I click into the profiles of bloggers I read because I like to think their choices there give me an insight into their personalities. For instance, favorite movies. I don't go to movies much, so I can't discern much about the movies most (younger) bloggers choose. Consider the screamingly funny twenty-something Kelly in Chicago. Fight Club. Sin City. Donnie Darko. Never seen any of 'em. The title of her triathlete's blog offers me more insight into how purposefully humorous she is, This is a horrible idea...
My local tri friend DC Rainmaker is so busy with his interests, bicycling, running, swimming, technology, food, travel, writing, photography, etc. that he doesn't even list movies. Who's got two hours to spare? Old School Runner, another local blogger who writes excellent posts (his review of The Joshua Tree upon its twenty year anniversary kicked-started my static musical tastes all the way from the Stones' Get Yer Ya-Ya's Out into the eighties) doesn't list anything on his profile. He's very serious, I surmise.
For 2007, I listed my favorite movies as Shane (You talkin' to me?), 2001 (Open the door, HAL), Alien (Here, kitty, kitty), Platoon (I like it here), Fargo (Funny lookin', huh?) and Chicago (Pop, six, squish, uh uh, cicero, lipschitz). One for each decade of my life, see? The fifties to the ohs. I thought they said a lot about me. I fantasize that Shane was the first movie my Dad ever took me to (the small boy in me just remembers that it was some western with an incredible shootout). I'll never forget the night on Staten Island in 1969 when I saw the incredible 2001, nor the afternoon in Greenwich Village in 1972 when I saw it again and figured out, with a little help, that HAL sounds so soothing and otherworldly because the stereo tracks of its voice are very slightly out of sync. All of those movies are special to me for some reason or another.
For 2008, I listed Forbidden Planet, Dr. Strangelove, The Conversation, Blade Runner, Saving Private Ryan and Sideways as my favorite movies. I remember watching Forbidden Planet, which is really The Tempest set in space, over and over again on TV as a boy because it was often on Million Dollar Movie, a space-filler in early TV programing that repeated itself all weekend long. The terrible (invisible) creature would come walking up to the perimeter of the space colony, depicted as a series of advancing deep footprints, while the colonists inside quaked with fear and fought amongst themselves. Monsters from the id! I had no idea what that meant but it sure was a powerful force to be overcome.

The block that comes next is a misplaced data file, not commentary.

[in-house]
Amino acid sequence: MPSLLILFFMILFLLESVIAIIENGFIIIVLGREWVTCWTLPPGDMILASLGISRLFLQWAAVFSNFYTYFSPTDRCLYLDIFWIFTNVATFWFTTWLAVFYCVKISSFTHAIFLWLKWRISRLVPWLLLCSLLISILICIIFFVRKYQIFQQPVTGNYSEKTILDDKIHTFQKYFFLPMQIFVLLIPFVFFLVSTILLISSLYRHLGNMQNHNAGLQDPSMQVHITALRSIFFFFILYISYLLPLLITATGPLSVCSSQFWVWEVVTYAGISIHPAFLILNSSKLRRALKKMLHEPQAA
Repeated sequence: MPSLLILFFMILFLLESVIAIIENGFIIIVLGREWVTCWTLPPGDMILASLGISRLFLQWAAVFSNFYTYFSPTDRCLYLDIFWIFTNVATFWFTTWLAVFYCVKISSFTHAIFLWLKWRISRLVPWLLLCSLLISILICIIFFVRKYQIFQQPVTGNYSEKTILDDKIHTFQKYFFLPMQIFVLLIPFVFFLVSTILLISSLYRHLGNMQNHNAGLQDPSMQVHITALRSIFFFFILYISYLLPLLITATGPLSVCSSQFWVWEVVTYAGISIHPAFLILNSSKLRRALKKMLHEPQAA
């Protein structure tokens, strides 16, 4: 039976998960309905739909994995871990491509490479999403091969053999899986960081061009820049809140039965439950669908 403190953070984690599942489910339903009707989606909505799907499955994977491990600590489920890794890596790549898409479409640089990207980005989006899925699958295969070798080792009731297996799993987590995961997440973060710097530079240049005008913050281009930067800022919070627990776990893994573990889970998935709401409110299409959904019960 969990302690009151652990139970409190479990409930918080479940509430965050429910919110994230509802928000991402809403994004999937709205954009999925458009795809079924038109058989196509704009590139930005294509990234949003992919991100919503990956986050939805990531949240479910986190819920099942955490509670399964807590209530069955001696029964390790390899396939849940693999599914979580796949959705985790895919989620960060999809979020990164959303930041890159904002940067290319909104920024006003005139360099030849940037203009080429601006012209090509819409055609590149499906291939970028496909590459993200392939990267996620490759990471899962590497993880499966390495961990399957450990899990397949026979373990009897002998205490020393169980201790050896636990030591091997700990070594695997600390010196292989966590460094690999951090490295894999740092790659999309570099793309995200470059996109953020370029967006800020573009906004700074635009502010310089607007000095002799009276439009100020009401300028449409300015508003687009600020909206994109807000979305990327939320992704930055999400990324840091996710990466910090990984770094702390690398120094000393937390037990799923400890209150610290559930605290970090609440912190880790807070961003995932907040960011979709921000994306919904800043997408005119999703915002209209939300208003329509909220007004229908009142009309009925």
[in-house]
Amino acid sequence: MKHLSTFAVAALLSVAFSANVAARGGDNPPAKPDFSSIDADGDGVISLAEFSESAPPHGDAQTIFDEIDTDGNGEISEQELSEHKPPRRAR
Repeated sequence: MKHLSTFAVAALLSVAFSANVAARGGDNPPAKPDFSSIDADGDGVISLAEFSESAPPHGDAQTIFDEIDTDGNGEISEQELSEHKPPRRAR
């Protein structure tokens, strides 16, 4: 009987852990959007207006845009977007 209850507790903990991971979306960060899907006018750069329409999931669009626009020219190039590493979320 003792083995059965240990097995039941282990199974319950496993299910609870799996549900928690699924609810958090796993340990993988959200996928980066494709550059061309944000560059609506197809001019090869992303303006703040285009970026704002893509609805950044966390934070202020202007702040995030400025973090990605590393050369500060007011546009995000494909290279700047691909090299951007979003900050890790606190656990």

Dr. Strangelove, what a movie! After Slim Pickens leaves James Earl Jones and goes off to final combat with the Russkies riding atop an A-bomb, Peter Sellers is left to contemplate life in the bottom of a missile silo for 150 years with certain other select superior beings, bringing along of course some animals to slaughter! This follows his admonition to George C. Scott that there is no fighting in the war room and precedes his witnessing the miracle of Peter Sellers walking again for his fuhrer! Those paranoid times have returned, by the way, thanks to W's constant harping upon how we all cravenly covet our safety above even our ideals.
The Conversation is about paranoia, created by the false reliance upon and worship of technology. The hunter gets trapped. Technology overpowers its users. Gene Hackman sitting alone at the end, playing his saxophone in his torn-apart empty apartment, confirms for me the suspicion and mistrust with which I view our technological advances. Who is not now a slave to his or her blackberry, ipod or cell phone?
Blade Runner is a beautiful sci-fi movie. Gripping, suspenseful, and mysterious. Harrison Ford drives off into the sunset at the end with the girl, but does he really? Are any problems ever finally resolved?
Saving Private Ryan is the best WWII combat movie, bar none. Watching Tom Hanks overcoming his hidden fears while offering up the final sacrifice as he does what is right, not merely what is expedient, is like watching a primer on where we as a society came from and hope to return to. I will never forget the spectacle of all those brave men walking ashore onto Omaha Beach as devastation and horror whirled all around them, or the American sniper beseeching the aid of his deity as he sought to be a surer, straighter and swifter shot than the German sniper taking simultaneous aim at him. When he took out the Nazi, I felt glad!
Sideways is to me a very funny movie. I understand that many women aren't impressed by it because really, both men are such cads. But I love the moment when Thomas Haden Church, having sat through Paul Giamatti's interminable pomposity in describing a glass of wine with all its colors, scents, swirling legs etc., asks, glass poised at his lips, Can we drink it now? Life is imperfect. Life is complicated. This movie reflects that
As soon as I think up six more movies very important to me, each covering a decade that I have lived in, I'll post them on my profile, for their relegation to anonymity there.